Bernardo M. Villegas
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Rebalancing Strategy
published: Mar 31, 2017



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Defining Evangelization in Non-Christian Cultures (Part II)

           Without underestimating the value of the work of priests and religious who do missionary work in non-Christian territories, in today's secularized environment the role of the laity in the new evangelization is indispensable.  Whether as natives or expatriates (such as Overseas Filipino Workers), lay Christians can do much to spread the Gospel of Christ through the witness of their lives.  As Pope Paul VI explained in the same document, ""This proclamation must be made above all else by witness.  We envisage, therefore, a Christian or a group of Christians as people who, in the midst of the community in which they live, will show that they are capable of understanding and accepting others and of cooperating with all those who are seeking to protect what is noble and good.  We envisage them radiating simply and spontaneously their faith in values which transcend common values and their hope in things which are not seen and of which even the boldest mind cannot form an image.  By bearing such silent witness these Christians will inevitably arouse a spirit of enquiry in those who see their way of life.  Why are they like this?  Why do they live in this way?  Why are they among us?  Witness of this kind constitutes in itself a proclamation of the good news, silent, but strong and effective."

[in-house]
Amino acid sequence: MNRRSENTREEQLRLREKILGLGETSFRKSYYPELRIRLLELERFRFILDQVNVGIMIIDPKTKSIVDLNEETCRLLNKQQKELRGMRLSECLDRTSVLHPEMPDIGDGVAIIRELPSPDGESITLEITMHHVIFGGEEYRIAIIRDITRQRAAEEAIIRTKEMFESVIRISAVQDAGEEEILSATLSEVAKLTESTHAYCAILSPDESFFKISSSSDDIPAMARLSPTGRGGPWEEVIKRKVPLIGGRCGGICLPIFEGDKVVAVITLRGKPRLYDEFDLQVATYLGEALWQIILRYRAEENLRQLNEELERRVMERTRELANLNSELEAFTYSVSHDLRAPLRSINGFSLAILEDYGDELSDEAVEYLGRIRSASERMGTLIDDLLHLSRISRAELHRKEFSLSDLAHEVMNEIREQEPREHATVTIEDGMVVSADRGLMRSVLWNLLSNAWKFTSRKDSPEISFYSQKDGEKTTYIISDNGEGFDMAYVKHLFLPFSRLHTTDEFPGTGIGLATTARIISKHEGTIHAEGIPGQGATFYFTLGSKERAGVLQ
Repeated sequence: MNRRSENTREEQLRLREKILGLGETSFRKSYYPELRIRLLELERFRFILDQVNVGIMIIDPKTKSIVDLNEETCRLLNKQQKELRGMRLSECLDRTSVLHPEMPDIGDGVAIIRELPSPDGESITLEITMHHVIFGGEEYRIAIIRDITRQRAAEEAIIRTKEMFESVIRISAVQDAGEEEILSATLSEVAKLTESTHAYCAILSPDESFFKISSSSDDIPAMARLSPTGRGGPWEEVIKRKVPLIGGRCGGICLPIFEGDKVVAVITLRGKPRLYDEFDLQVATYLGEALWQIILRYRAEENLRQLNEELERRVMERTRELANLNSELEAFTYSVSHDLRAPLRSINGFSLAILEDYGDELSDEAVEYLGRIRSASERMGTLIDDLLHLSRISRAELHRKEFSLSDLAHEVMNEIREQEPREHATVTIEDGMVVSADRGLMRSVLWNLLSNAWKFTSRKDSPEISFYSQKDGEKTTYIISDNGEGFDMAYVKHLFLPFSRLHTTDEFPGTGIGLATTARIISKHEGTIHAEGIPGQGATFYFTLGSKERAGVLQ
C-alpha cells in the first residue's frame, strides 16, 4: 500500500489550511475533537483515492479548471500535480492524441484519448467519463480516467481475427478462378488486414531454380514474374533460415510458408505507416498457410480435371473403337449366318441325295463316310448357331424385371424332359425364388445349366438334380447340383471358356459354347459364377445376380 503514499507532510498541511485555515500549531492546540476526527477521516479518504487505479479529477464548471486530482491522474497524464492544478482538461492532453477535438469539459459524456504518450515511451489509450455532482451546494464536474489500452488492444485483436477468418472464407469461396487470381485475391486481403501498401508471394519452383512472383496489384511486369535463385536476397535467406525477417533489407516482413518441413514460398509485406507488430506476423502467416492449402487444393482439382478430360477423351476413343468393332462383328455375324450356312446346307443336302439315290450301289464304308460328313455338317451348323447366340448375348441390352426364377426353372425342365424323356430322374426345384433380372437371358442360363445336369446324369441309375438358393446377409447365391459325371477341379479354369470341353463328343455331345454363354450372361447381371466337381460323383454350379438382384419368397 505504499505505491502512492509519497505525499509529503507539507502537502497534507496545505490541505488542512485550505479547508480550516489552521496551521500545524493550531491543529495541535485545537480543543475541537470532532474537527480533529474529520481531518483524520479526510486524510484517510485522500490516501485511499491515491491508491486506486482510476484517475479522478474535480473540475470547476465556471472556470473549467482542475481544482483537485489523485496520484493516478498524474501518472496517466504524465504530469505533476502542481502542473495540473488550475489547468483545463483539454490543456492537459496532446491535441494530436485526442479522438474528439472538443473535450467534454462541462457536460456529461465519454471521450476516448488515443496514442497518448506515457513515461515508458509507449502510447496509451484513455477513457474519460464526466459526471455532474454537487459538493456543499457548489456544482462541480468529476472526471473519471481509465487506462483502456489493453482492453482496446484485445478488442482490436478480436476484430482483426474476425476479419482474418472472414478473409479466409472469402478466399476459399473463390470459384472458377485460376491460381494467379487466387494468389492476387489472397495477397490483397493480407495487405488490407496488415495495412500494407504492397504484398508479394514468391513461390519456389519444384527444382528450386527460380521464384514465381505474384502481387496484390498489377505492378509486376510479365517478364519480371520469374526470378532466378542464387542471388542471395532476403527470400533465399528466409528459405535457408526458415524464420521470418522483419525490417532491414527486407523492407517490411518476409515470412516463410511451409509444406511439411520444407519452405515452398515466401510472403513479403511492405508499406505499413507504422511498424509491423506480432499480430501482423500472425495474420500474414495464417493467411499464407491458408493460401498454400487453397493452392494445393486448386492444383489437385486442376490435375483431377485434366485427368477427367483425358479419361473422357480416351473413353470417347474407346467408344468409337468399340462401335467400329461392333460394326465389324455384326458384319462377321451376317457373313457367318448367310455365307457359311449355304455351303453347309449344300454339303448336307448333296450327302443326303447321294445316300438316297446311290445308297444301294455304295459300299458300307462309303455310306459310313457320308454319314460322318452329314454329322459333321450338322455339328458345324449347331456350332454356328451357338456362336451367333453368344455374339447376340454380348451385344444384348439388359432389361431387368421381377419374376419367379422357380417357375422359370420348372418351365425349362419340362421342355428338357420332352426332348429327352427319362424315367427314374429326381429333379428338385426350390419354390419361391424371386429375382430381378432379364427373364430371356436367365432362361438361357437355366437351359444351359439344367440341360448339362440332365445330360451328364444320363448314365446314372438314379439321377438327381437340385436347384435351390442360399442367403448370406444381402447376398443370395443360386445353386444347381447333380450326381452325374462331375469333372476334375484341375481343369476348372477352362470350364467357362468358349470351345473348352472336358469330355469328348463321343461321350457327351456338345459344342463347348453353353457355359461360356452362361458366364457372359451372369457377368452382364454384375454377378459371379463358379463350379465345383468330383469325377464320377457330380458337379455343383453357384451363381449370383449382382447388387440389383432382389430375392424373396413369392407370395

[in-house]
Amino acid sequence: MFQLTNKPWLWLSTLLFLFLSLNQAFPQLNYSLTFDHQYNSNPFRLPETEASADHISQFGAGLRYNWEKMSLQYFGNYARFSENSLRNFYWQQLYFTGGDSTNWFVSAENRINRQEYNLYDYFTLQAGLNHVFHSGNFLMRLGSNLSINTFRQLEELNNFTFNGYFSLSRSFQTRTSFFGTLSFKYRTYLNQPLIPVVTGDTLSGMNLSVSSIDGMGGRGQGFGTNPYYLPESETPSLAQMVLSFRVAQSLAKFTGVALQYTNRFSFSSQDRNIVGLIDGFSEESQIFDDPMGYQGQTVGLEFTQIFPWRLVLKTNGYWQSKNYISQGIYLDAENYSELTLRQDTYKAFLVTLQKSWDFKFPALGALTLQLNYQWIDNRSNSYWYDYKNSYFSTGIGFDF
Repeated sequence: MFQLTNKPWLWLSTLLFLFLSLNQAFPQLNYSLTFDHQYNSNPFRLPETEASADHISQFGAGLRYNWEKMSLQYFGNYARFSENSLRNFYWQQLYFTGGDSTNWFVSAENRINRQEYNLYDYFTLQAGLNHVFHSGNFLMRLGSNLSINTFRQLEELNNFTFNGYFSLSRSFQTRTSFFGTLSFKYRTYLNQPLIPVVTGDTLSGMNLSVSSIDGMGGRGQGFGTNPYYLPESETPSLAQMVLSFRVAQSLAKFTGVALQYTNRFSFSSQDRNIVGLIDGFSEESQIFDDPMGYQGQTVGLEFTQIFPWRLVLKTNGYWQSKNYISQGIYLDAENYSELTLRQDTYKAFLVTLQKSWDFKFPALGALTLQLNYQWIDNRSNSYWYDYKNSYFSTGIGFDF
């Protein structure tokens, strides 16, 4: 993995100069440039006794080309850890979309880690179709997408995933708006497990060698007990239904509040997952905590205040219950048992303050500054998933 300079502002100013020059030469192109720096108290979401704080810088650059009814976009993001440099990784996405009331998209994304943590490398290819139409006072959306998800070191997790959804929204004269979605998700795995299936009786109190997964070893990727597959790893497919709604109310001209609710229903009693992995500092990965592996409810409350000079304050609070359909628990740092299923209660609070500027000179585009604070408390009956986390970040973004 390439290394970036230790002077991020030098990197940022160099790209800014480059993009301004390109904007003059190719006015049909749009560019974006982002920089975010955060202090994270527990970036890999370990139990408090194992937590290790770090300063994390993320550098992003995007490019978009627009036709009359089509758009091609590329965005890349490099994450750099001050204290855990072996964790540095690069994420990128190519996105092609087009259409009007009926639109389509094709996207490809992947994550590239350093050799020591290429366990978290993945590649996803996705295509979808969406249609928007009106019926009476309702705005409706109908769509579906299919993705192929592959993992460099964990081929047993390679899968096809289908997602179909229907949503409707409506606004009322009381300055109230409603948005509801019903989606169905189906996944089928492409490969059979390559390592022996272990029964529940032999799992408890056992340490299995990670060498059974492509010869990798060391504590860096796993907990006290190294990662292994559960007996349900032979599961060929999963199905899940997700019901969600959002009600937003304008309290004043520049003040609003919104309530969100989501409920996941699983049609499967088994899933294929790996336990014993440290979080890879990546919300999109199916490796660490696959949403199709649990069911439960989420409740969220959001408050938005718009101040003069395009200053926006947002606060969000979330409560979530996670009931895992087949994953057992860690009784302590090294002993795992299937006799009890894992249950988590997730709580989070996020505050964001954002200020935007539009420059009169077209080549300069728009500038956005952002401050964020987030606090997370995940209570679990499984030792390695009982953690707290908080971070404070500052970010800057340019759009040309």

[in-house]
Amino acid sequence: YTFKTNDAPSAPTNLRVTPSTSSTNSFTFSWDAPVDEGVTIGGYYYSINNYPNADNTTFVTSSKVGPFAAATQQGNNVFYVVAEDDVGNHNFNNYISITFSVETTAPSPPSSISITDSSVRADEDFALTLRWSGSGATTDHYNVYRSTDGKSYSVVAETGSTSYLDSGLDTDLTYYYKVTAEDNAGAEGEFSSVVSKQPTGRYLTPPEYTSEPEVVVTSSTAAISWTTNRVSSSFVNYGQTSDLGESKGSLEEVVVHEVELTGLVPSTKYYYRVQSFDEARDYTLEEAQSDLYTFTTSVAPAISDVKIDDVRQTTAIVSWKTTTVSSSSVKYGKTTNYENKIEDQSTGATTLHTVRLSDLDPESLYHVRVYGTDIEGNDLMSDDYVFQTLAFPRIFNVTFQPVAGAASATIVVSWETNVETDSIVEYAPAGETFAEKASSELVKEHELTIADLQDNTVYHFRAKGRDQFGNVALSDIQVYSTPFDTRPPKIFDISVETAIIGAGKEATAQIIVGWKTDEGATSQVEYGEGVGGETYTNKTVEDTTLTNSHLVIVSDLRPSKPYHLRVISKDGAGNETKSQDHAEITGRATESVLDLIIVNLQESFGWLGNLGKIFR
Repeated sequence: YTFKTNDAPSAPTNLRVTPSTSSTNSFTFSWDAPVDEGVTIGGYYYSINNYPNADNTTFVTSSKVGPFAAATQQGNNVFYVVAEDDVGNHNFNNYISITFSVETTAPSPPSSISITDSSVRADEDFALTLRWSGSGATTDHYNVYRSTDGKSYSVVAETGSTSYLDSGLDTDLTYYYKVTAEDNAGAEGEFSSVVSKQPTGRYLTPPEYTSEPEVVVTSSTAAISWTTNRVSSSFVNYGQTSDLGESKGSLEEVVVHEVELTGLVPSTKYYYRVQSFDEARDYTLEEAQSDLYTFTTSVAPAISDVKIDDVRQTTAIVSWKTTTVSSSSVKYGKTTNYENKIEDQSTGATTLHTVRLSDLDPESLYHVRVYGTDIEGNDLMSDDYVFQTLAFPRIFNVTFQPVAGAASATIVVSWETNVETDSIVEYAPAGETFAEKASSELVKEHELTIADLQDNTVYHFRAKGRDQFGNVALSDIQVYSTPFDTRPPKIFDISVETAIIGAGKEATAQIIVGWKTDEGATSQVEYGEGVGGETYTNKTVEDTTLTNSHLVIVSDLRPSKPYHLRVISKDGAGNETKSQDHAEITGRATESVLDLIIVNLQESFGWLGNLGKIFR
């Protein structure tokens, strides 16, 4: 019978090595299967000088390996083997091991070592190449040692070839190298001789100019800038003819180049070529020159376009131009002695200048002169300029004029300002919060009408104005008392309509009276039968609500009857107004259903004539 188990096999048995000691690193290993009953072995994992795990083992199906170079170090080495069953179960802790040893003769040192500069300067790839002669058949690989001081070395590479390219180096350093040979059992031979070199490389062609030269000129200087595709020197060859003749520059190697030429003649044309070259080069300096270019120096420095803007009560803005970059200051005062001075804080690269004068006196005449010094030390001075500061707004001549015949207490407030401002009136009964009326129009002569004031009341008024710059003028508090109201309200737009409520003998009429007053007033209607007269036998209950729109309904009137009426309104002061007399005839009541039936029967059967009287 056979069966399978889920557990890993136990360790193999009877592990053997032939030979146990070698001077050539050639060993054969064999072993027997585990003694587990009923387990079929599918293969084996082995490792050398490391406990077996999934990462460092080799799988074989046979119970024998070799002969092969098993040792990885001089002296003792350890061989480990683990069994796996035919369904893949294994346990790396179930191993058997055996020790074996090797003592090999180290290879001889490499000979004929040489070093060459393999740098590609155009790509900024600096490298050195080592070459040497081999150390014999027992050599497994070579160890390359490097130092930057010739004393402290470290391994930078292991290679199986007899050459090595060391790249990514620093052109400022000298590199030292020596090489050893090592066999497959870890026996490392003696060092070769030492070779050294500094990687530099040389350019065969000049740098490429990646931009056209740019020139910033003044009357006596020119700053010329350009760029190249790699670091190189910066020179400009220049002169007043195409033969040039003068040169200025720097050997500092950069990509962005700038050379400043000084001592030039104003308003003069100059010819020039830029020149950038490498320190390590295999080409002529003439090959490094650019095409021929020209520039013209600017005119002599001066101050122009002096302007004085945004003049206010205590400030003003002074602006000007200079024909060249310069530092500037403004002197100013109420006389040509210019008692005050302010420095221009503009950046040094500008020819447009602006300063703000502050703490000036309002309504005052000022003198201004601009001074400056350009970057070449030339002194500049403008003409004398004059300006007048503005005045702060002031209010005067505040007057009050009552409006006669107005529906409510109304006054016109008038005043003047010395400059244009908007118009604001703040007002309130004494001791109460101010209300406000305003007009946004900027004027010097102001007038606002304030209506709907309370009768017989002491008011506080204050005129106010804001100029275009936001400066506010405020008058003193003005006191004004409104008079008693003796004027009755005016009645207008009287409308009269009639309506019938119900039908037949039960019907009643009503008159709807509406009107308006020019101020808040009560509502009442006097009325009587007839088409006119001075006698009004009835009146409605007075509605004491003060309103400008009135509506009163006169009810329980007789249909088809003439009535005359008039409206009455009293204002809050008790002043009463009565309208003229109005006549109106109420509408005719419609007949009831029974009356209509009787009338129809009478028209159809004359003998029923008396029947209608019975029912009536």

Whether they be in predominantly Muslim cities like Jakarta or Doha; or Buddhist cities like Bangkok or Ho Chi Minh; or Confucian societies in Shanghai or Taipei, Christian lay people can be very active in the new evangelization.  In fact, their witness can be equally important, as in the case of OFWs, in formerly Christian environments such as those in Europe in which numerous Christians are no longer practising their faith:  "Witness"  is the first step in the work of evangelization.  "Through the witness of Christian lay people, the first question may be aroused in the minds of many non-Christians, whether they be men to whom Christ has never been preached or those who, although, baptized, are not practising their religion, or those who are living in a Christian community but whose own lives are in no way Christian, or, finally men who are painfully seeking something or 'someone' whose existence they divine but whom they cannot identify." 

          These colleagues of mind scattered all over non-Christian Asia and the OFWs in more than 200 countries all over the world  are the very people that Pope Paul VI had in mind when he wrote:  "Other questions, deeper and more important, will arise which will be evoked by this witness, but it must involve actual presence, social intercourse and cooperation.  This witness is an essential element and often the initial element in the work of evangelization.  All Christians are called to bear this witness and in this way they can be true evangelizers.  We are thinking especially of the duty and responsibility of migrants to those countries which receive them."  I am glad that global Filipinos have discovered another very important role they have in the evangelization of non-Christian cultures by just serving as witnesses of what it means to be another Christ and Christ Himself in the midst of a non-Christian environment. In addition, OFWS can also contribute to the re-evangelization of Europe.  For comments, my email address is bernardo.villegas@uap.asia.